With all respect to the Motley Fool et al, the fact is that virtually nobody ever seriously outperforms the market. Picking stocks is something best done by a chicken pecking at the Wall Street Journal.

    In the long term, there has to be an American automaker left standing. Which one is it most likely to be?

  • avatar
    Dimwit

    The scary thing is that this is the healthy auto company from Detroit.

    Still, the old adage “buy low, sell high” means that unless it’s an IPO, you’re buying what everyone else is either selling or not buying. If you have the money to lose, I’d say this was a great play.

  • avatar
    obbop

    $1.94 for one share of Ford.

    Ask for the share and offer it at eBay as a collectible when Ford receives a horde of news coverage for whatever news story garners that news coverage.

    Perhaps the final Ford death throes.

    Watch the bidding give the seller an end-value far exceeding the cost.

    You may wish you had bought a few hundred shares for selling at various venues.

    Just commence the selling quickly before the imitators wade in, diluting the market.

    For the doubters within the herd, I wonder how many of thee are aware that SOME 8-track tape cartridges can bring the seller a hundred to several hundred dollars?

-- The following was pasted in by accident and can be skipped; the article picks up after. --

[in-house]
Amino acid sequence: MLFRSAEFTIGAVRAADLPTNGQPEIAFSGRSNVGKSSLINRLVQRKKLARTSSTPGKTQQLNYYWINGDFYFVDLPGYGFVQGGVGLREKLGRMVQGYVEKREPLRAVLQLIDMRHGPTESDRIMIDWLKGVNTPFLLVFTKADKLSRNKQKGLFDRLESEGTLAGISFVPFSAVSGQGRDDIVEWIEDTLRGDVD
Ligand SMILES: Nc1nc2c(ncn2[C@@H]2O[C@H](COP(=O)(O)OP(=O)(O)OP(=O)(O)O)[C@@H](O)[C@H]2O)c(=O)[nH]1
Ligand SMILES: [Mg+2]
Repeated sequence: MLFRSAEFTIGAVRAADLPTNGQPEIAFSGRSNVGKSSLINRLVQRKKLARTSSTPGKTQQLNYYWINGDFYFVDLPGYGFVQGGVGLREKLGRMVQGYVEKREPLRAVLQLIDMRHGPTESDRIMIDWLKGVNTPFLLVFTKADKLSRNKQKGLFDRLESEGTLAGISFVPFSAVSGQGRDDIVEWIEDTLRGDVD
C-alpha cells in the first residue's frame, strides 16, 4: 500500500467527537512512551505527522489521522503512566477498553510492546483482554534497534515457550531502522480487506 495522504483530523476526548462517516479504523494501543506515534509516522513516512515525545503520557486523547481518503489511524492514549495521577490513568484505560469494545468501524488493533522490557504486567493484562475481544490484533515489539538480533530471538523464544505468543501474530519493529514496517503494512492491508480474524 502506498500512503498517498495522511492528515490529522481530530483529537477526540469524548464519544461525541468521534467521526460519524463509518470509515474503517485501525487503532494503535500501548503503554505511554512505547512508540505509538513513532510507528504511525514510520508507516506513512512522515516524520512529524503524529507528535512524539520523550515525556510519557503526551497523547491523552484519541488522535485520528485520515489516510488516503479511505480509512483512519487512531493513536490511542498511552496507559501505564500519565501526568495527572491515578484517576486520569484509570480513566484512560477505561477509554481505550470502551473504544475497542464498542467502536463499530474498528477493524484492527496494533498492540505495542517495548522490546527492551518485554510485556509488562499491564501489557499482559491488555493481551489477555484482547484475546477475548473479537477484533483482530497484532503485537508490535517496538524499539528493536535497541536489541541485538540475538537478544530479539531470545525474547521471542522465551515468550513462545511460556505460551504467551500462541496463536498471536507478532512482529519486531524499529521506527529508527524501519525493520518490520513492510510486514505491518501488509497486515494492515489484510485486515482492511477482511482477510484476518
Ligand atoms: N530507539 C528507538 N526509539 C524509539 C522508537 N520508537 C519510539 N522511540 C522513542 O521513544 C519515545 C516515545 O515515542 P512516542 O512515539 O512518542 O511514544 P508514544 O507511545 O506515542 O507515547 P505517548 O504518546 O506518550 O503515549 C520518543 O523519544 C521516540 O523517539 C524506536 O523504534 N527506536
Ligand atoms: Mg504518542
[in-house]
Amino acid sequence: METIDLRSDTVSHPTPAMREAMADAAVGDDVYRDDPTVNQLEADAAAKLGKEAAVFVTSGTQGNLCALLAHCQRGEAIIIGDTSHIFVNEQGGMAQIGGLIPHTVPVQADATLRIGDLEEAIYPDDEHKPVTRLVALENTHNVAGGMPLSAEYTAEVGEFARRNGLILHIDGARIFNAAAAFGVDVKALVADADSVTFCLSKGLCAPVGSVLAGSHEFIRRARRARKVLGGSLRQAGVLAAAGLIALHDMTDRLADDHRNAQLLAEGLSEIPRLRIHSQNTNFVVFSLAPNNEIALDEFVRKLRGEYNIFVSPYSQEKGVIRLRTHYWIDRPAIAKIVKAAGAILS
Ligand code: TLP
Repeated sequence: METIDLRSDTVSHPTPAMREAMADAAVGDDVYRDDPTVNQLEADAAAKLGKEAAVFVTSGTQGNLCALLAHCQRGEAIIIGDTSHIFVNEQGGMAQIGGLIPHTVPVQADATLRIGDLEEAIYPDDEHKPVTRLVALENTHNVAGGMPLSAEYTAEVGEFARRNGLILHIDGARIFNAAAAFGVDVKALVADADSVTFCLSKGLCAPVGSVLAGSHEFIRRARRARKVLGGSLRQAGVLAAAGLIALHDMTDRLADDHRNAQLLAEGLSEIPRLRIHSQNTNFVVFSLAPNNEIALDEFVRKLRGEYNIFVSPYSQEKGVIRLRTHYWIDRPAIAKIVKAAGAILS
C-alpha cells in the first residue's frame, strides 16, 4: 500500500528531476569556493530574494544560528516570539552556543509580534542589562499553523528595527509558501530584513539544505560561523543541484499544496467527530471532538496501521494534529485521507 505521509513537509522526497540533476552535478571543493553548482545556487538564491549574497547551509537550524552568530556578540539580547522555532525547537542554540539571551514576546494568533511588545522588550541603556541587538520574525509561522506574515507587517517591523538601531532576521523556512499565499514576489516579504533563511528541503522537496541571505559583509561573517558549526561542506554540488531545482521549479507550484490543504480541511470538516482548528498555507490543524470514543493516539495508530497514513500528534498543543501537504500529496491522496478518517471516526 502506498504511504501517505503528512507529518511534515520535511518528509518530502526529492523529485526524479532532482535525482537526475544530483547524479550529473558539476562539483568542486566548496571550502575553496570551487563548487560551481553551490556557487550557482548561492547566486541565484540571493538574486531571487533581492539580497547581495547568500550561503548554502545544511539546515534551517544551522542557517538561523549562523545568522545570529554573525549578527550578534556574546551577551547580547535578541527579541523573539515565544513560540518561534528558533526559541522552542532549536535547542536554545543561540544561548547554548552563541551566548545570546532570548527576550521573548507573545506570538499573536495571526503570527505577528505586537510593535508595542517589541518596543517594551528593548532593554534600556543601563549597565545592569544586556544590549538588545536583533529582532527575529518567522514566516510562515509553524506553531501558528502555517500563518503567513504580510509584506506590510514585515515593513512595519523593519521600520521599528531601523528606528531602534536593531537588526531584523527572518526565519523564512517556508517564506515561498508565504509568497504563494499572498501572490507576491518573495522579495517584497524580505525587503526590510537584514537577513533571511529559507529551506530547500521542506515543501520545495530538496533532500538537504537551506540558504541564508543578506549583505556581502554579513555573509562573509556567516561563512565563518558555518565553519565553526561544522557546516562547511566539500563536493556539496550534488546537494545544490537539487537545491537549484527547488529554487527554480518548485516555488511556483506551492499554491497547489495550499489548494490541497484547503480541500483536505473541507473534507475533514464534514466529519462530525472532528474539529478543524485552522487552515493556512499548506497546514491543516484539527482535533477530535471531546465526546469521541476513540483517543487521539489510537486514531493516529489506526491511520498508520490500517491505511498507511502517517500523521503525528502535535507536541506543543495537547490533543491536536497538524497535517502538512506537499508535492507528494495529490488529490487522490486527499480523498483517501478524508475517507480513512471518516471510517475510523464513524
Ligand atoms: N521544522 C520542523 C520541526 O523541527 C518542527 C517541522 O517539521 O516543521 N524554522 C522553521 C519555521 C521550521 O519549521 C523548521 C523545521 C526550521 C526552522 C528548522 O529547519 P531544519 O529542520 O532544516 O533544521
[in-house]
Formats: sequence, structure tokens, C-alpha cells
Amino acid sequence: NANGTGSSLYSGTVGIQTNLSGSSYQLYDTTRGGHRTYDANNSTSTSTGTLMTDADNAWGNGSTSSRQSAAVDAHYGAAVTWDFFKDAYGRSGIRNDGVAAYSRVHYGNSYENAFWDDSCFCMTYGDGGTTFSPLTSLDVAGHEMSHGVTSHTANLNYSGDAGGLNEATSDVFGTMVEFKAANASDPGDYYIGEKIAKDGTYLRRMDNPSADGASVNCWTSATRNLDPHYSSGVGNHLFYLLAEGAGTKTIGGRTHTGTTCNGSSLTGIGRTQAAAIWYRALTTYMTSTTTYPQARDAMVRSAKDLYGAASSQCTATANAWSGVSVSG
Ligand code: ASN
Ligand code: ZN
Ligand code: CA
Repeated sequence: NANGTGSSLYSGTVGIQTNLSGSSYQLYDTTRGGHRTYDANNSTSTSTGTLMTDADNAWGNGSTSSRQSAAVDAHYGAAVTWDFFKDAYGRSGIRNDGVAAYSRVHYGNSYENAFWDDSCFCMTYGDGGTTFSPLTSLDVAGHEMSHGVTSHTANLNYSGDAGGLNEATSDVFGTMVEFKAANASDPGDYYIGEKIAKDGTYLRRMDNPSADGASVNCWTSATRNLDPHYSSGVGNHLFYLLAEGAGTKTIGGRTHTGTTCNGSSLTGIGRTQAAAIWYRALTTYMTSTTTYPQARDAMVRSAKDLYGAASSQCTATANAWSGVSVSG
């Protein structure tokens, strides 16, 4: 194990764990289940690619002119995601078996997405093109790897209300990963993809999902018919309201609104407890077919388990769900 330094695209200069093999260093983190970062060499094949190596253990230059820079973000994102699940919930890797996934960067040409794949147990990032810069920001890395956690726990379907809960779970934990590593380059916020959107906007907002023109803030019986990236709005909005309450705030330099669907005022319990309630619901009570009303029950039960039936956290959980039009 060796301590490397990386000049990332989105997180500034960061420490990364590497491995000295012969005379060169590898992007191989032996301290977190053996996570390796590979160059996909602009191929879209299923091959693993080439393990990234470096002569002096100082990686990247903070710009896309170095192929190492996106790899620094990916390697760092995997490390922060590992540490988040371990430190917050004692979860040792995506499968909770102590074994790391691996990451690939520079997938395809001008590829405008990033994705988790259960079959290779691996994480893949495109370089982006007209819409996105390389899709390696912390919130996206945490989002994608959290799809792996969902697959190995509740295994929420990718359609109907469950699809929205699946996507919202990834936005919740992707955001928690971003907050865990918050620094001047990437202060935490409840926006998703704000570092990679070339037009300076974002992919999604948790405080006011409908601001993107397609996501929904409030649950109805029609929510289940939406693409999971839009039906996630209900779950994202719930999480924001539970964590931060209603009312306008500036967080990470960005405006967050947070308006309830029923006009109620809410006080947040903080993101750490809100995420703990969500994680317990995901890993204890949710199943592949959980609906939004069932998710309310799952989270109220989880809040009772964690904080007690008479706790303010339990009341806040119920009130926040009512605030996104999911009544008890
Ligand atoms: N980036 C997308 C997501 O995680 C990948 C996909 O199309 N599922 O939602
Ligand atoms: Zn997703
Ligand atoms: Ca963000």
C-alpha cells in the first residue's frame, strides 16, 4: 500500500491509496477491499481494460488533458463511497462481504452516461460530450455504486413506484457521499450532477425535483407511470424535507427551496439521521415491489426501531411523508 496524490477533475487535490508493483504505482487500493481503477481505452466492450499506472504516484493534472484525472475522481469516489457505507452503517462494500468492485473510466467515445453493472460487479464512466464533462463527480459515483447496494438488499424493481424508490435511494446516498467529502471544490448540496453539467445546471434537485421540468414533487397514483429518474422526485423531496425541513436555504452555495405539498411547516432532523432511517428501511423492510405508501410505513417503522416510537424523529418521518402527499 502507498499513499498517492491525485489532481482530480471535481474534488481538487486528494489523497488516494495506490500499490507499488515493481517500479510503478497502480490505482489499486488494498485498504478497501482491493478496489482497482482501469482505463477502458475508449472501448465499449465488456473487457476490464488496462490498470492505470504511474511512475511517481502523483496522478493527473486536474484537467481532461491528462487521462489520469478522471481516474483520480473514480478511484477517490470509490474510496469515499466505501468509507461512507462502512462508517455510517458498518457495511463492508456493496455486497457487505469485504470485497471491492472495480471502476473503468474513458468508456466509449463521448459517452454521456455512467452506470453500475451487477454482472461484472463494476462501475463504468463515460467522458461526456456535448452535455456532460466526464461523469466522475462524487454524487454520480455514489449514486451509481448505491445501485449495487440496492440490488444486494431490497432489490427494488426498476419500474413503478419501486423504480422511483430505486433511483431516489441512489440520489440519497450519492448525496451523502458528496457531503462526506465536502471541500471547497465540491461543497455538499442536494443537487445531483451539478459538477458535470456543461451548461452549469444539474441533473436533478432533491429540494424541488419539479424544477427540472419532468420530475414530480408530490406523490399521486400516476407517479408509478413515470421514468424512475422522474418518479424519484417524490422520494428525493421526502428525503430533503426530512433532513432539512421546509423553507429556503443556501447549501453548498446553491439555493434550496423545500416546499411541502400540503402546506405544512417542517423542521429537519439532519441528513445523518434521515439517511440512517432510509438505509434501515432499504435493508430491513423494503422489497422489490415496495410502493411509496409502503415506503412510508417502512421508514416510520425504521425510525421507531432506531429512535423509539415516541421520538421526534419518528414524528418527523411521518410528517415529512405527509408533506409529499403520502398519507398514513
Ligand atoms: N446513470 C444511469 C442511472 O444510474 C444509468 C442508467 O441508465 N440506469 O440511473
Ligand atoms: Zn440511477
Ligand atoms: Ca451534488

Some, not all.

    This message was brought to you by the Disgruntled Old Coot hidden within the Obbop entity, star of neither stage nor screen but ready to weather any economic catastrophe ensconced within the covered bed of his long-bed Chevy pick-up that suffered at the hands of a non-caring Chevy dealer network and corporate GMC in regards to having warranty work performed in a manner to repair numerous defects.

  • avatar
    ZoomZoom

    Hey, Obbop, at least you got the warranty work completed by those Chevy dealerships.

    All I ever got was “it’s working as designed”, but only after they had initially agreed that there was in fact a defect, then kept the car for many days and finally decided that they could not fix the problem.

  • avatar
    romanjetfighter

    I invested my entire life savings (a 3 digit number) in Ford stock a month ago and made 11-12% return in a week or so? I had a hernia almost every day because it went up and down like crazy, though.

    These are the stocks you pop in and out of, in matter of days… or minutes.

  • avatar
    RedStapler

    I actually made a bit of a killing back in Nov with Ford. I bought a week before the bailout was announced and then sold a few weeks after. I’m back to the relatively safety of owning BP now.